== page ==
Genome Editing in Bacteria (Part 2)

CRISPR-Cas for Genome Editing - Molecular Scissors for Combating Pathogens

Author(s): Poornima Devi C. Ramdev, Divya K. Shankar and B. Renuka *

Pp: 68-105 (38)

DOI: 10.2174/9789815223798124010005

* (Excluding Mailing and Handling)


Clustered Regularly Interspaced Short Palindromic Repeats, abbreviated as CRISPR, is a genome-editing technology that permits the creation of precise knock-out mutants by aiding the modification of gene sequences devoid of the steps involving the insertion of foreign DNA into pathogenic microorganisms. The microorganisms are ubiquitous in nature and harbor in the complex ecosystem of the human being. Cas (acronym for CRISPR-associated) genes are present in many microbial genomes. The variable nature of the microbial genome has been utilized as an integral typing tool in epidemiologic, diagnostic, and evolutionary analyses of the prokaryotic species. The past decade has seen an accumulating growth in the development of gene-editing tools utilizing the CRISPR-Cas system, which essentially is a part of the prokaryotic immune system. The development of these unique gene-editing techniques has empowered researchers to alter and investigate organisms with ease and efficiency as never before. This editing tool can efficiently be programmed and delivered into the bacterial populations to explicitly eliminate members of a targeted micro biome. Manipulation of the gene expression and regulation of the synthesis of metabolites and proteins can be achieved by utilizing an engineered CRISPR-Cas system. Put together, these tools present with the exhilarating opportunity to explore the complex interaction between the individual species of the microbiome and the host organism and thereby reveal novel avenues for the generation of drugs to selectively target the microbiome. CRISPR-Cas technology has been employed to cope with antibiotic resistance in intracellular and extracellular pathogens. The widespread use of antibiotics and the escalation of multidrug-resistant (MDR) bacteria boost the prospect of a post-antibiotic era, which emphasizes the need for novel strategies to target MDR pathogens. The development of permissive synthetic biology techniques offers favorable solutions to carry through safe and efficient antibacterial therapies.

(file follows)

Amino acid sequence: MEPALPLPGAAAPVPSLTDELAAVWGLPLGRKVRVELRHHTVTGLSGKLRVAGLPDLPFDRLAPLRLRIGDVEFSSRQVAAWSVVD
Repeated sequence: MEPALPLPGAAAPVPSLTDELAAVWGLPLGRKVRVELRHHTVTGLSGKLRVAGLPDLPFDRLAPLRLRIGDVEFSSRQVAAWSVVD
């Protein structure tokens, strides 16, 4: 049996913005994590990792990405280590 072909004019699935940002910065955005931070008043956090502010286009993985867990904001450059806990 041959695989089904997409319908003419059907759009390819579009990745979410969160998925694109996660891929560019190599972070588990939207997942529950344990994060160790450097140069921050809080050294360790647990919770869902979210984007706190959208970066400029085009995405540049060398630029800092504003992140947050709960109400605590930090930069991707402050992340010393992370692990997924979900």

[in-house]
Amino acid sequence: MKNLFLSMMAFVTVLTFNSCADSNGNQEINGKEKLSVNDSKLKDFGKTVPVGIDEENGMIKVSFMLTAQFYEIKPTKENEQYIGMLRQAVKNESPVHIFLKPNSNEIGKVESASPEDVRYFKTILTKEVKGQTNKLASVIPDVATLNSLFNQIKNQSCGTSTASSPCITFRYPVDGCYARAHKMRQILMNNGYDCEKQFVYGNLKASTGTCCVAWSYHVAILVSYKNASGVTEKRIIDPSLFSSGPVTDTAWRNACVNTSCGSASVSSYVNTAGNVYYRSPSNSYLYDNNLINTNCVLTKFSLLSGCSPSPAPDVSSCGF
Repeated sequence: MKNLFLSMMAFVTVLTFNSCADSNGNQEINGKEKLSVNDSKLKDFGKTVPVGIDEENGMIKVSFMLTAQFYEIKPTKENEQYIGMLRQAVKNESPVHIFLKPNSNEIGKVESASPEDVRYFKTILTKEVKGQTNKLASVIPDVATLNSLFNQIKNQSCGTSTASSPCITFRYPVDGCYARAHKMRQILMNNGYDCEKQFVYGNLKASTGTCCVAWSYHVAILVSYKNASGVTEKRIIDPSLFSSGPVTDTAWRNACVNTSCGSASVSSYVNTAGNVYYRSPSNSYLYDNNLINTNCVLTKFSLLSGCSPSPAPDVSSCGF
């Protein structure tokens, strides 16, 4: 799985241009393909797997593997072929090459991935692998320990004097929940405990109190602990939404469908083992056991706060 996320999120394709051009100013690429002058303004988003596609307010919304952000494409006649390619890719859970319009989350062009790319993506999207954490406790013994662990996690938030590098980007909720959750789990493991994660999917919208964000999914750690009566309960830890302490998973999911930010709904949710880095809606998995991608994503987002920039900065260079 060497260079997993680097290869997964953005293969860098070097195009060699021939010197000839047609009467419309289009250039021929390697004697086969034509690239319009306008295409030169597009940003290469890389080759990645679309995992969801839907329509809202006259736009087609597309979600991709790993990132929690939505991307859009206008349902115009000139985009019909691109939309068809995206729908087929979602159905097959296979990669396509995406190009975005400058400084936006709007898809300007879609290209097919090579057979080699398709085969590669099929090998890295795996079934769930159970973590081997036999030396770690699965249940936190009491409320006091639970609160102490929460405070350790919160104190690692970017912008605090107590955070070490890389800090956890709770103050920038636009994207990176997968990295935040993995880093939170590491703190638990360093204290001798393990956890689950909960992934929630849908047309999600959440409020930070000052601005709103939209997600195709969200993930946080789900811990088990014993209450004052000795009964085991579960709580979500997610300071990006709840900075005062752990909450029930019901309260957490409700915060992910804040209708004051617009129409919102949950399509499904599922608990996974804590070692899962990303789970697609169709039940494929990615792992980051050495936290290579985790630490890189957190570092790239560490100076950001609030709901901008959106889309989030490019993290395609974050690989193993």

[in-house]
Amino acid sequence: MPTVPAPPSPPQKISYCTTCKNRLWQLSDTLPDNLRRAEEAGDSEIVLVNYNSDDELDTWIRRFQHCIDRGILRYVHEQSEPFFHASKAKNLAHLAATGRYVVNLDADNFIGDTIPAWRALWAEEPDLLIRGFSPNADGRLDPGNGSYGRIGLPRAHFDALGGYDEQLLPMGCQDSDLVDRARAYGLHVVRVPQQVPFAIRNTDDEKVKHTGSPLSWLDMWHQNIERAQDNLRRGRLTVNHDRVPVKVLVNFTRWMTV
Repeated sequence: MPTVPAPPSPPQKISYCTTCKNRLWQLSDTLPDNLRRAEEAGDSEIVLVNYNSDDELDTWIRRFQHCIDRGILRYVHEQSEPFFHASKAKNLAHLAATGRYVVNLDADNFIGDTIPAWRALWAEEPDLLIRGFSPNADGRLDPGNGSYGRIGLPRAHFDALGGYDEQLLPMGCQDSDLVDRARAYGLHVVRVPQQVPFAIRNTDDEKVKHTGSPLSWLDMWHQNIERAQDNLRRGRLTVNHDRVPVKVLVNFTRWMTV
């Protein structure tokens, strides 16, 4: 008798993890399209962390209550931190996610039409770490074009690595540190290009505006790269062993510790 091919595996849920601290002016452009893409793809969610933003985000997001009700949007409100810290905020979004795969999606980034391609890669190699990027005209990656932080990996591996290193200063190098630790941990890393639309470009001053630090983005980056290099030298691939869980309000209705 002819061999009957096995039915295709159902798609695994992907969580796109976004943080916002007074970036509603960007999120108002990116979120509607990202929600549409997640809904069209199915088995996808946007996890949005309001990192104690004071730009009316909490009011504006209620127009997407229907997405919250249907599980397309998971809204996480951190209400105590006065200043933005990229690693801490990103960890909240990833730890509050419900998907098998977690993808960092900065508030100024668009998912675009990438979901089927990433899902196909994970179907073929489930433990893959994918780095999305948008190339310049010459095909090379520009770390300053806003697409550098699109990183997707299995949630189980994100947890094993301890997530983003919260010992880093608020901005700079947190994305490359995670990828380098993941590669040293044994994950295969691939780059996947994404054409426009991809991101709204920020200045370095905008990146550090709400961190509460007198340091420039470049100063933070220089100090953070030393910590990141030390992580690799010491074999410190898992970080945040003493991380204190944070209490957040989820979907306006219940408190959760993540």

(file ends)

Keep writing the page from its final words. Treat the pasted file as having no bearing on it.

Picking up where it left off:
Keywords: CRISPR-Cas, Epigenetic regulation, Genome engineering, Knock-out and -in genes, Synthetic biology.

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